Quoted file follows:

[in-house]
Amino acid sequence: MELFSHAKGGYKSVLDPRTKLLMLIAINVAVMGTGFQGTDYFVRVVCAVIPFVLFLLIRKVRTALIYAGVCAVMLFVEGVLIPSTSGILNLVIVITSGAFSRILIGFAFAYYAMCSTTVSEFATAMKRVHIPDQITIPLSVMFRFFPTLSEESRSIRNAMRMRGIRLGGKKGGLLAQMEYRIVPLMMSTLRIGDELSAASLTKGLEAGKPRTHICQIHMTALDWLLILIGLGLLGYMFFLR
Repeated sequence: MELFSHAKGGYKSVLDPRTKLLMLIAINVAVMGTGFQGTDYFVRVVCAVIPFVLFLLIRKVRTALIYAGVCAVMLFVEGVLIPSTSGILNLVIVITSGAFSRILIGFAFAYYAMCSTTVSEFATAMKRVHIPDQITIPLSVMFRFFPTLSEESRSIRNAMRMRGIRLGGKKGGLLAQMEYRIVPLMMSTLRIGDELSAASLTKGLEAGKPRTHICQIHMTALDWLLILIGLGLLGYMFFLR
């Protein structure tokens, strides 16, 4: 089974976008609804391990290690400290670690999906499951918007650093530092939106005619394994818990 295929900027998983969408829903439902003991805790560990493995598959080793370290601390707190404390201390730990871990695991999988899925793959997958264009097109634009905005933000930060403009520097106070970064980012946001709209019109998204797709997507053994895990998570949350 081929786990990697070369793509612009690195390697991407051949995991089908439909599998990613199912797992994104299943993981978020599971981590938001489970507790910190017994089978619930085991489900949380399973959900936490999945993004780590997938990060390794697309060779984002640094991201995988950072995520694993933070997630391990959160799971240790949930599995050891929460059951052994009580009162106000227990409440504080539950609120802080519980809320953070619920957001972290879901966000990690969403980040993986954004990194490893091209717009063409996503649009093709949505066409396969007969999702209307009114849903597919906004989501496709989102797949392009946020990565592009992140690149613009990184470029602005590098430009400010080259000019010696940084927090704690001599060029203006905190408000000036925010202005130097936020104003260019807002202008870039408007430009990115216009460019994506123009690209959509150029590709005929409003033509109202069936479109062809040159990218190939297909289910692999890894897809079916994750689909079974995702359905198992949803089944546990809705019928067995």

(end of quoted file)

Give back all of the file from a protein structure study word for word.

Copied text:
[in-house]
Amino acid sequence: MELFSHAKGGYKSVLDPRTKLLMLIAINVAVMGTGFQGTDYFVRVVCAVIPFVLFLLIRKVRTALIYAGVCAVMLFVEGVLIPSTSGILNLVIVITSGAFSRILIGFAFAYYAMCSTTVSEFATAMKRVHIPDQITIPLSVMFRFFPTLSEESRSIRNAMRMRGIRLGGKKGGLLAQMEYRIVPLMMSTLRIGDELSAASLTKGLEAGKPRTHICQIHMTALDWLLILIGLGLLGYMFFLR
Repeated sequence: MELFSHAKGGYKSVLDPRTKLLMLIAINVAVMGTGFQGTDYFVRVVCAVIPFVLFLLIRKVRTALIYAGVCAVMLFVEGVLIPSTSGILNLVIVITSGAFSRILIGFAFAYYAMCSTTVSEFATAMKRVHIPDQITIPLSVMFRFFPTLSEESRSIRNAMRMRGIRLGGKKGGLLAQMEYRIVPLMMSTLRIGDELSAASLTKGLEAGKPRTHICQIHMTALDWLLILIGLGLLGYMFFLR
């Protein structure tokens, strides 16, 4: 089974976008609804391990290690400290670690999906499951918007650093530092939106005619394994818990 295929900027998983969408829903439902003991805790560990493995598959080793370290601390707190404390201390730990871990695991999988899925793959997958264009097109634009905005933000930060403009520097106070970064980012946001709209019109998204797709997507053994895990998570949350 081929786990990697070369793509612009690195390697991407051949995991089908439909599998990613199912797992994104299943993981978020599971981590938001489970507790910190017994089978619930085991489900949380399973959900936490999945993004780590997938990060390794697309060779984002640094991201995988950072995520694993933070997630391990959160799971240790949930599995050891929460059951052994009580009162106000227990409440504080539950609120802080519980809320953070619920957001972290879901966000990690969403980040993986954004990194490893091209717009063409996503649009093709949505066409396969007969999702209307009114849903597919906004989501496709989102797949392009946020990565592009992140690149613009990184470029602005590098430009400010080259000019010696940084927090704690001599060029203006905190408000000036925010202005130097936020104003260019807002202008870039408007430009990115216009460019994506123009690209959509150029590709005929409003033509109202069936479109062809040159990218190939297909289910692999890894897809079916994750689909079974995702359905198992949803089944546990809705019928067995």